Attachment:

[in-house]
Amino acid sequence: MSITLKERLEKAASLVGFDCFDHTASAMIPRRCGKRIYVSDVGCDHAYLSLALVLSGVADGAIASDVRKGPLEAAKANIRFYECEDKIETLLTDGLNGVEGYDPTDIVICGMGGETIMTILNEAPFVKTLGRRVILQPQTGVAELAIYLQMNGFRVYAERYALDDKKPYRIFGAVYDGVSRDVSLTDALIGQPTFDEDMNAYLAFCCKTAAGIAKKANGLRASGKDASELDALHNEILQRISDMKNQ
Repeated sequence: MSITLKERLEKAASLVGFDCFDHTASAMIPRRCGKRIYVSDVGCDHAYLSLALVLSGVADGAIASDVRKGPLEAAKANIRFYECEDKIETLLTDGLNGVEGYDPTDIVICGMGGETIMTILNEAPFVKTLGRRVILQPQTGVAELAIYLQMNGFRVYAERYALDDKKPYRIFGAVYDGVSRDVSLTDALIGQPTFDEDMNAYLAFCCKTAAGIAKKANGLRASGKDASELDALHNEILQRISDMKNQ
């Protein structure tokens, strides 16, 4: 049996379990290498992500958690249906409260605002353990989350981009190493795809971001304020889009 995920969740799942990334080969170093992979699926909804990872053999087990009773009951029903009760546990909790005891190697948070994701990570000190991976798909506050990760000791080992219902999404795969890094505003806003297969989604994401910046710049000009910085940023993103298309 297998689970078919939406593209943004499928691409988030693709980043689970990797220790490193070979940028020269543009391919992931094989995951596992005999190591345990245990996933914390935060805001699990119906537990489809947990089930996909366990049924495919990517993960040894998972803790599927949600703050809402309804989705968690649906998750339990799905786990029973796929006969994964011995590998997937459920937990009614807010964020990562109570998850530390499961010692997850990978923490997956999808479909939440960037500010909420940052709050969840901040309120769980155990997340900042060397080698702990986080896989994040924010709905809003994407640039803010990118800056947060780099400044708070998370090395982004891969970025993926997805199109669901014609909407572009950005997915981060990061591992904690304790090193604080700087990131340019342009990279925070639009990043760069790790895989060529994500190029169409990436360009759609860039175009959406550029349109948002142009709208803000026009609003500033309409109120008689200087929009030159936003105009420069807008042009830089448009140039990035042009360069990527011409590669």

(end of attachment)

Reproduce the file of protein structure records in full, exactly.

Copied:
[in-house]
Amino acid sequence: MSITLKERLEKAASLVGFDCFDHTASAMIPRRCGKRIYVSDVGCDHAYLSLALVLSGVADGAIASDVRKGPLEAAKANIRFYECEDKIETLLTDGLNGVEGYDPTDIVICGMGGETIMTILNEAPFVKTLGRRVILQPQTGVAELAIYLQMNGFRVYAERYALDDKKPYRIFGAVYDGVSRDVSLTDALIGQPTFDEDMNAYLAFCCKTAAGIAKKANGLRASGKDASELDALHNEILQRISDMKNQ
Repeated sequence: MSITLKERLEKAASLVGFDCFDHTASAMIPRRCGKRIYVSDVGCDHAYLSLALVLSGVADGAIASDVRKGPLEAAKANIRFYECEDKIETLLTDGLNGVEGYDPTDIVICGMGGETIMTILNEAPFVKTLGRRVILQPQTGVAELAIYLQMNGFRVYAERYALDDKKPYRIFGAVYDGVSRDVSLTDALIGQPTFDEDMNAYLAFCCKTAAGIAKKANGLRASGKDASELDALHNEILQRISDMKNQ
């Protein structure tokens, strides 16, 4: 049996379990290498992500958690249906409260605002353990989350981009190493795809971001304020889009 995920969740799942990334080969170093992979699926909804990872053999087990009773009951029903009760546990909790005891190697948070994701990570000190991976798909506050990760000791080992219902999404795969890094505003806003297969989604994401910046710049000009910085940023993103298309 297998689970078919939406593209943004499928691409988030693709980043689970990797220790490193070979940028020269543009391919992931094989995951596992005999190591345990245990996933914390935060805001699990119906537990489809947990089930996909366990049924495919990517993960040894998972803790599927949600703050809402309804989705968690649906998750339990799905786990029973796929006969994964011995590998997937459920937990009614807010964020990562109570998850530390499961010692997850990978923490997956999808479909939440960037500010909420940052709050969840901040309120769980155990997340900042060397080698702990986080896989994040924010709905809003994407640039803010990118800056947060780099400044708070998370090395982004891969970025993926997805199109669901014609909407572009950005997915981060990061591992904690304790090193604080700087990131340019342009990279925070639009990043760069790790895989060529994500190029169409990436360009759609860039175009959406550029349109948002142009709208803000026009609003500033309409109120008689200087929009030159936003105009420069807008042009830089448009140039990035042009360069990527011409590669």